Kazuo Koike, the revered author of Lone Wolf and Cub, is slightly less well known for his series Wounded Man, about the outlaw title character's quest to fight an evil pornographic film corporation who caused the death of his girlfriend. Along the way, he sleeps with an endless line of women, and in the first chapter, he rapes a female journalist, entirely to protect her, of course. (“I hoped that you would get scared and go back to Japan…I don't want you to snoop around here, and that's why I raped you. I didn't realize you were a virgin, really!”). In AIEUO Boy, a crime manga set in New York City, the hero doesn't exactly rape anybody, but he's hired at one point to discredit the feminist movement by drugging a thinly disguised Helen Gurley Brown with aphrodisiacs so that she has lesbian sex, then filming it all and playing it against a skyscraper at a women's rights march.
Even in Japan in the 1970s, of course, plenty of people hated this stuff. 1985 saw the first appearance one of the most infamous manga of all, a manga that, like Toshio Maeda's tentacle horror, is way more iconic than it should be: The Rapeman, about a superhero-for-hire whose “power” is to throw a mask over his face and rape people in the name of justice. But before you criticize it, wait, it's not JUST a sick male fantasy—it's created by a male artist Shintaro Miyawaki and a reclusive FEMALEwriter, Keiko Aisaki!! The Rapeman was turned into both live-action and anime adaptations. Only a few years before his death in 2010 did Miyawaki reveal the truth: there never actually was a “Keiko Aisaki” and he made her up because even in 1985, he figured he'd have a better chance of getting away with it that way. On that note, I'm still waiting for Yumi Unita to reveal she's actually a 40-year-old man.
CIRCLE 9: THE TRAITORS
There's nothing more pathetic than plagiarism. Although the manga industry is littered with manga that are, to put it kindly, “inspired by” more popular works, outright tracing and swiping of art is rightly considered so shameful that even a respected artist like Youka Nitta had to go on hiatus and apologize for copying poses from magazine photos. (She's back, though, and actually she's still great.) Google Megabaka and Cross Hunter and you'll find scans from Japanese manga that blatantly ripped off artwork from other, more popular manga (Death Note and Dragon Ball, respectively). Nick Simmons, who ripped off Bleach for his comic “Incarnate,” has plenty of company.
There's another way to betray manga, of course: by doing an awful job on the English adaptation, such as terrible translation, awful English sound effects, or low-quality scans and printing that turns the art into pixellated smears. It's questionable whether this includes Japanese manga which was colorized for the English edition, like the Marvel Comics edition of Akira (actually a very nice coloring job), or several Viz titles from the late ‘80s and early ‘90s. But it definitely includes the Verotik edition of Devilman, a manga which rocker/self-publisher Glenn Danzig had always liked and licensed for one of the first titles in his comics line. Alas, not only was the choice of stories confusing to new readers (being actually Devilman Gaiden), but the garish, intrusive computer-coloring fuzzed out the original line art and committed the ultimate offense: IT GAVE THE CHARACTERS NOSTRILS. The creator of Devilman and Mao Dante surely needed no lessons in how to deal horrible revenge.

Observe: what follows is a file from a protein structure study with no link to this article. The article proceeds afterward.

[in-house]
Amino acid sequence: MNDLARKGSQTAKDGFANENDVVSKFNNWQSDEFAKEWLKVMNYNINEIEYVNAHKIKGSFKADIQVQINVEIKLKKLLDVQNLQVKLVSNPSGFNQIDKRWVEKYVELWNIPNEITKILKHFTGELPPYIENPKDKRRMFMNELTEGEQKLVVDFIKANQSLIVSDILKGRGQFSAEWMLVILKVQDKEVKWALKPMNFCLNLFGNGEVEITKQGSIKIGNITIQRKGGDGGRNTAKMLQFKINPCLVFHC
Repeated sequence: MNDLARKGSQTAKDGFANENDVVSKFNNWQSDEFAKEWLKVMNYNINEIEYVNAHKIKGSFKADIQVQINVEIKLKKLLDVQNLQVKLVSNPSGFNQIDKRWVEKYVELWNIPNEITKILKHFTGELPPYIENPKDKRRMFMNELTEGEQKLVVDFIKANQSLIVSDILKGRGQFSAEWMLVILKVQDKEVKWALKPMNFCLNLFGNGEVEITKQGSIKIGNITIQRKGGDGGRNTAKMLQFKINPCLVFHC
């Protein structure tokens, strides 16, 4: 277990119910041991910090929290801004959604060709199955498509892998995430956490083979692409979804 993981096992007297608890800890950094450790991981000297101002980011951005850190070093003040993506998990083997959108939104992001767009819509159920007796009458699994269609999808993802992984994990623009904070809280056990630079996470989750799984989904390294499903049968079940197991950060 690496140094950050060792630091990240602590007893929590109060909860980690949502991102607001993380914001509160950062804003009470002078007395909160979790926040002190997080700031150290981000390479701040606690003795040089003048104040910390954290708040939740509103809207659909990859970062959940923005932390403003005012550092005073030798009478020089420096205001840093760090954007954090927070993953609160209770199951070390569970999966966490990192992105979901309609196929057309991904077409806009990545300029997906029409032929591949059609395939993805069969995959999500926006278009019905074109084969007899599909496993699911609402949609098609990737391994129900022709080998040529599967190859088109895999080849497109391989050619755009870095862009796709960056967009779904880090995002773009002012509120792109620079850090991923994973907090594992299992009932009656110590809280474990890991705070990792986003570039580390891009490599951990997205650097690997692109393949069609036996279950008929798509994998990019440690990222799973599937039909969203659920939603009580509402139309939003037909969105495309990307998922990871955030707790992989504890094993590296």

CIRCLE 9.5: THE BOTTOM OF HELL
And now we finally come to the end. In the deepest pit of Hell we go from flames to freezing ice and find…wait a minute, what are these maid cafés? What are these bookstores full of dojinshi? What is this giant three-headed devil embedded up into its chest in the ice? We're in Akihabara!
Yes, Manga Hell is so deep it leads right through the center of the Earth and out again, to the Tokyo neighborhood of Akihabara, the ultimate black hole of Japanese nerddom. If you live in any other part in Japan (except maybe the Washinomiya Shrine), forget ever getting any love from the manga industry, because in manga after manga, it's all Akihabara, all the time. You can see it in manga like Kyōhaku Dogs and I, Otaku - Struggle in Akihabara; in My Girlfriend's a Geek and Comic Party; in Di Gi Charat, Genshiken and Maniac Road. Whether good (like Genshiken) or bad (like most of the others), these manga always have the same scenes: this is how you go to Akihabara. This is how you buy porno dojinshi. This is how you masturbate. It's all about being taught how to be good consumers, and you don't even get to patronize a small local bookstore, like in Kingyo Used Books. Akihabara manga are the worst, except for maid manga, which are usually set in Akihabara anyway.